Pelt

0459 - Pelt

The snow was cold beneath the pads of her feet, and there was ice matted between her claws, but she reveled in the bitter cold, the bracing wind. To move on four feet instead of two was to embrace her true self, the one with thick fur that was designed for life in a harsh environment.

She sniffed the air and caught the familiar scents of home and family – her human family. When she’d told them that she needed to go for a walk, her husband had understood what she meant, but her children had not. They didn’t know what she really was.

A rabbit scurried across her path. She considered chasing it, bringing it home for dinner, but she knew what the kids would say… “Rabbit’s gross. It’s so stringy. Mama, we can’t eat Thumper.”

She would never judge them for their human tastes, but sometimes – most times – she missed the chase, the kill, the way fresh venison had that slightly gamey undertone.

A mournful howl cut through the wind. It wasn’t one of her kind, but she answered anyway, her return song one of reassurance. “You will be alright,” she sang. “Winter won’t last forever.”

The sunlight was beginning to fade as she turned for home and she paused at the edge of their property just to look at the cozy house, all aglow with lamplight. Subtle wisps of wood smoke emanated from the chimney. Wood smoke and beef stew. Her husband had been cooking.

Shaking the snow from her back, she climbed the three steps to the back porch. She stepped out of her pelt, as she climbed, laughing as her shadow appeared to have six limbs at one point.

She dressed in the clothes she’d left on top of the bench, and bundled her cast-off fur into a soft, cloth bag.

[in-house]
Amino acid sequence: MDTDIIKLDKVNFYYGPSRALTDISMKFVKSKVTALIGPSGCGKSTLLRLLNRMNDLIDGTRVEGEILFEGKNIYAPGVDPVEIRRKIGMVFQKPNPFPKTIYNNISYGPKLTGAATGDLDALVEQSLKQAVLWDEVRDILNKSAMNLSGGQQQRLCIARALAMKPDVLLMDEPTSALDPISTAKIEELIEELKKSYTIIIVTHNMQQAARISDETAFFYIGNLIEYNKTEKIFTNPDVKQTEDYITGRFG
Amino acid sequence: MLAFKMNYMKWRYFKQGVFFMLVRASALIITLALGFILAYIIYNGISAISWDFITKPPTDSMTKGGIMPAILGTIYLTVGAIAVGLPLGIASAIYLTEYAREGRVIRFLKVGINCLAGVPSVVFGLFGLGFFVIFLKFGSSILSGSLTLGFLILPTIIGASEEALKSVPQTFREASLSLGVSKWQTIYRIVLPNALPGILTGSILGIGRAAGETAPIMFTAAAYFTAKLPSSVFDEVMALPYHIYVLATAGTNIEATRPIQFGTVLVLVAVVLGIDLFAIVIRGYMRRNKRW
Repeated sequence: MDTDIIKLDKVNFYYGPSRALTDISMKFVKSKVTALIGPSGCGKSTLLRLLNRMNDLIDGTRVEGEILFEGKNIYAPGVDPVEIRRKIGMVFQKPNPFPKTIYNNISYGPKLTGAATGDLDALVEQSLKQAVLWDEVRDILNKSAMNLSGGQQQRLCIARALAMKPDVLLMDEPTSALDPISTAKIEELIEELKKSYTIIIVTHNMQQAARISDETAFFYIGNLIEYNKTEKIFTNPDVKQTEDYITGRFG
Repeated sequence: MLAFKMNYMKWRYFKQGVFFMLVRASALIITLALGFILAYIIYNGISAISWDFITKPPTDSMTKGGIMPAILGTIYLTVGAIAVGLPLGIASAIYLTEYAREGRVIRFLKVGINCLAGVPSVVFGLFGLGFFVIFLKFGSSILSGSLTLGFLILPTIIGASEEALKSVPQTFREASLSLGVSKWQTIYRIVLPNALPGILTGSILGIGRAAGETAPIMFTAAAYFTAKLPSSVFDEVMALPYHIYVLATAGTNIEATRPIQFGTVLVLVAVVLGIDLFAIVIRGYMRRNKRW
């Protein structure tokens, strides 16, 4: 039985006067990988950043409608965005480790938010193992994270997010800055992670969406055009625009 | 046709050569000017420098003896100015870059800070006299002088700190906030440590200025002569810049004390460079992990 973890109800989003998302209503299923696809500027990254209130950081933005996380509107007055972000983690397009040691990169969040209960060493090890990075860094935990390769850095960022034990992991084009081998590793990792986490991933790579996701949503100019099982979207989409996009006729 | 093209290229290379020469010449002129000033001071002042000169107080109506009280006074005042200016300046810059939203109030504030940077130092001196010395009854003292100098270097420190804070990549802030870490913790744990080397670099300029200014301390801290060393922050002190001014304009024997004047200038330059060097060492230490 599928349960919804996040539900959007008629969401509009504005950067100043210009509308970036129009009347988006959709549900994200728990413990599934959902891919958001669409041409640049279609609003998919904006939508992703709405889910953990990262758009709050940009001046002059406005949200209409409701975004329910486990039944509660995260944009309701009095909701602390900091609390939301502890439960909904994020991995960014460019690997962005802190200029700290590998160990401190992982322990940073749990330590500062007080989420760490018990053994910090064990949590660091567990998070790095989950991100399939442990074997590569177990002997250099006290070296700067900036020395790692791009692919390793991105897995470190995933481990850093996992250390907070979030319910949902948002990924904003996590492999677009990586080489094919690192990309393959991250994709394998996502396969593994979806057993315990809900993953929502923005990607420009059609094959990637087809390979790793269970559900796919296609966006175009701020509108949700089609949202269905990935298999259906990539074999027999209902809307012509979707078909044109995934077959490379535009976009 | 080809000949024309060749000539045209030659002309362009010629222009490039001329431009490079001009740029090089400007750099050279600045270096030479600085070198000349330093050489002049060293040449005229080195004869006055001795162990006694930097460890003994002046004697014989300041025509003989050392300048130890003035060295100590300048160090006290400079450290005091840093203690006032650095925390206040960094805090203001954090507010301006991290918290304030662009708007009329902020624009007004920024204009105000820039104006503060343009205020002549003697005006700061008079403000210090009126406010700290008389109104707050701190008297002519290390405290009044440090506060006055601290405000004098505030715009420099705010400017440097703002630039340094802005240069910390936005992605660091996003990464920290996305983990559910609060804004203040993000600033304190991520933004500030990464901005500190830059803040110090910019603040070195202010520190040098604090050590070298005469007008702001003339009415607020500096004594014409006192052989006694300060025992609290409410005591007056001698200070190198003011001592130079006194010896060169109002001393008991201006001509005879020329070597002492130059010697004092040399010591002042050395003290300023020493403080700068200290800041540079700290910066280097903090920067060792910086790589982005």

Her husband was waiting just inside the mud room. “Feel better?” he asked.

“Yes, thank you.” She leaned to nuzzle his neck and then kiss his whiskery cheek. “Here,” she said. “You keep this.”

But her husband shook his head. “You know I can’t accept it. I want you here out of free will, not out of some compulsion.”

They had the same argument every time.

“You’re not taking it from me,” she explained, yet again. “I’m giving it to your care, just as you’ve given me your heart.”

“But I can abuse it,” he said.

“But you won’t,” she countered. “Any more than I would abuse your heart.”

Reluctantly he accepted her offering. “The second you want it back…” he began. But he didn’t finish; she knew what he’d say. Instead he simply asked,”You hungry? Dinner’s ready.”

Sometimes, she thought, a bowl of stew and the smiling faces of a family meant more than any hunt.

 

Fair is Fowl

0456 - Cauldron

“Double, double, toil and trouble,” rasped the feathered being behind her.

The Scottish Play? Really?” Agathe replied as she cracked the egg into the cauldron. Its shell fell away in pieces, dissolving into the concoction she was brewing. Then the yolk plopped in. She stirred gently with a wooden spoon, resisting the urge to taste it. Sure, it looked and smelled like egg drop soup, but there were other… ingredients… that were not so benign.

“You turned me into this half-human, half-bird,” the other replied. “You’re stuck with me until you manage to turn me back.”

“I’ve told you,” Agathe reminded her, “it was an accident. You weren’t supposed to sip the tea from that mug. It was supposed to be sprinkled over the hens’ feed to increase their laying capacity.”

“Because you’re too cheap to build a separate enclosure and buy a second rooster.”

Agathe rolled her eyes, ignoring the other’s comment.

“Admit it! You are; you are!” the other said.